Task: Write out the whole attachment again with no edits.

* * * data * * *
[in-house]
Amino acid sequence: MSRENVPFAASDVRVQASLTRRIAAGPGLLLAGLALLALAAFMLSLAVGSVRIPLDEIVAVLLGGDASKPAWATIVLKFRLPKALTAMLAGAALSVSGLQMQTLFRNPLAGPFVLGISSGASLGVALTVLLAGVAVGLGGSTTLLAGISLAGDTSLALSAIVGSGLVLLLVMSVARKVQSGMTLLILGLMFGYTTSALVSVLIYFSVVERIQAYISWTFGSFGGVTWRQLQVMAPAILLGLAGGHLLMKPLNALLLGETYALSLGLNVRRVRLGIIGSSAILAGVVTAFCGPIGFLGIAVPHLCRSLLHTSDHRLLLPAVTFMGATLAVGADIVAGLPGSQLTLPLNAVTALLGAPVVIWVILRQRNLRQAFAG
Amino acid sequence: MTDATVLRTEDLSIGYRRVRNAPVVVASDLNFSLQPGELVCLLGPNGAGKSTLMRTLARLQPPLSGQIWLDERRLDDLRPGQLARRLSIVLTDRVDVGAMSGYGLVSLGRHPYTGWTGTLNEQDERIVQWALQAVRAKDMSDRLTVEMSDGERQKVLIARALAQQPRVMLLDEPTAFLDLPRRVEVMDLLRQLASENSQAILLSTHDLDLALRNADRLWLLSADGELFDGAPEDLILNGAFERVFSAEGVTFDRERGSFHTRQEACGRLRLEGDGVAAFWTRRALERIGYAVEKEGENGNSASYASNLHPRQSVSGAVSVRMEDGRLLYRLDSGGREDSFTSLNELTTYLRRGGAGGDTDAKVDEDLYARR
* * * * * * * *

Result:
[in-house]
Amino acid sequence: MSRENVPFAASDVRVQASLTRRIAAGPGLLLAGLALLALAAFMLSLAVGSVRIPLDEIVAVLLGGDASKPAWATIVLKFRLPKALTAMLAGAALSVSGLQMQTLFRNPLAGPFVLGISSGASLGVALTVLLAGVAVGLGGSTTLLAGISLAGDTSLALSAIVGSGLVLLLVMSVARKVQSGMTLLILGLMFGYTTSALVSVLIYFSVVERIQAYISWTFGSFGGVTWRQLQVMAPAILLGLAGGHLLMKPLNALLLGETYALSLGLNVRRVRLGIIGSSAILAGVVTAFCGPIGFLGIAVPHLCRSLLHTSDHRLLLPAVTFMGATLAVGADIVAGLPGSQLTLPLNAVTALLGAPVVIWVILRQRNLRQAFAG
Amino acid sequence: MTDATVLRTEDLSIGYRRVRNAPVVVASDLNFSLQPGELVCLLGPNGAGKSTLMRTLARLQPPLSGQIWLDERRLDDLRPGQLARRLSIVLTDRVDVGAMSGYGLVSLGRHPYTGWTGTLNEQDERIVQWALQAVRAKDMSDRLTVEMSDGERQKVLIARALAQQPRVMLLDEPTAFLDLPRRVEVMDLLRQLASENSQAILLSTHDLDLALRNADRLWLLSADGELFDGAPEDLILNGAFERVFSAEGVTFDRERGSFHTRQEACGRLRLEGDGVAAFWTRRALERIGYAVEKEGENGNSASYASNLHPRQSVSGAVSVRMEDGRLLYRLDSGGREDSFTSLNELTTYLRRGGAGGDTDAKVDEDLYARR